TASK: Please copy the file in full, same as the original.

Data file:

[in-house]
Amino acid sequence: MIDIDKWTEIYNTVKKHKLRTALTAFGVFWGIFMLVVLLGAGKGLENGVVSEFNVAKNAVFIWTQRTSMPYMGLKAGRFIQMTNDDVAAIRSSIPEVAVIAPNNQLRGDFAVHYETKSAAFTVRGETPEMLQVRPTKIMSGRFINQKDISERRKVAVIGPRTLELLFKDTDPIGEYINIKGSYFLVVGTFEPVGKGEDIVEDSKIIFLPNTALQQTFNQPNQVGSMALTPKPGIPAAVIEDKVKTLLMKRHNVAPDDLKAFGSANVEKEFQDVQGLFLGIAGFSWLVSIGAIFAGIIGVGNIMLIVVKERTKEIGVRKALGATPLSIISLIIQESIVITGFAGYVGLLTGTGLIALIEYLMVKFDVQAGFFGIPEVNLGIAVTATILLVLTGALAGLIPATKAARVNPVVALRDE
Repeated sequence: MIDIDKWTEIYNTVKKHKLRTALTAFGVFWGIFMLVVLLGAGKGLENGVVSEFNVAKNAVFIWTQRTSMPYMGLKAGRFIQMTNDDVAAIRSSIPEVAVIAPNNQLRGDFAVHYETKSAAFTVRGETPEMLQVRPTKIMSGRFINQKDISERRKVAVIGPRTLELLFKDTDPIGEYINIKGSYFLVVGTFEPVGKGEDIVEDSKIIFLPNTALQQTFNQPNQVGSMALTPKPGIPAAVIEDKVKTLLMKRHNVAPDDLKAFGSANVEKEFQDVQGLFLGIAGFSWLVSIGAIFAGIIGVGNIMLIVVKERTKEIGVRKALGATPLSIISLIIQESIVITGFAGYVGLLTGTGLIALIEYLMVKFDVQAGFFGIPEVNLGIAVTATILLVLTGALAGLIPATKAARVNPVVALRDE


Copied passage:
[in-house]
Amino acid sequence: MIDIDKWTEIYNTVKKHKLRTALTAFGVFWGIFMLVVLLGAGKGLENGVVSEFNVAKNAVFIWTQRTSMPYMGLKAGRFIQMTNDDVAAIRSSIPEVAVIAPNNQLRGDFAVHYETKSAAFTVRGETPEMLQVRPTKIMSGRFINQKDISERRKVAVIGPRTLELLFKDTDPIGEYINIKGSYFLVVGTFEPVGKGEDIVEDSKIIFLPNTALQQTFNQPNQVGSMALTPKPGIPAAVIEDKVKTLLMKRHNVAPDDLKAFGSANVEKEFQDVQGLFLGIAGFSWLVSIGAIFAGIIGVGNIMLIVVKERTKEIGVRKALGATPLSIISLIIQESIVITGFAGYVGLLTGTGLIALIEYLMVKFDVQAGFFGIPEVNLGIAVTATILLVLTGALAGLIPATKAARVNPVVALRDE
Repeated sequence: MIDIDKWTEIYNTVKKHKLRTALTAFGVFWGIFMLVVLLGAGKGLENGVVSEFNVAKNAVFIWTQRTSMPYMGLKAGRFIQMTNDDVAAIRSSIPEVAVIAPNNQLRGDFAVHYETKSAAFTVRGETPEMLQVRPTKIMSGRFINQKDISERRKVAVIGPRTLELLFKDTDPIGEYINIKGSYFLVVGTFEPVGKGEDIVEDSKIIFLPNTALQQTFNQPNQVGSMALTPKPGIPAAVIEDKVKTLLMKRHNVAPDDLKAFGSANVEKEFQDVQGLFLGIAGFSWLVSIGAIFAGIIGVGNIMLIVVKERTKEIGVRKALGATPLSIISLIIQESIVITGFAGYVGLLTGTGLIALIEYLMVKFDVQAGFFGIPEVNLGIAVTATILLVLTGALAGLIPATKAARVNPVVALRDE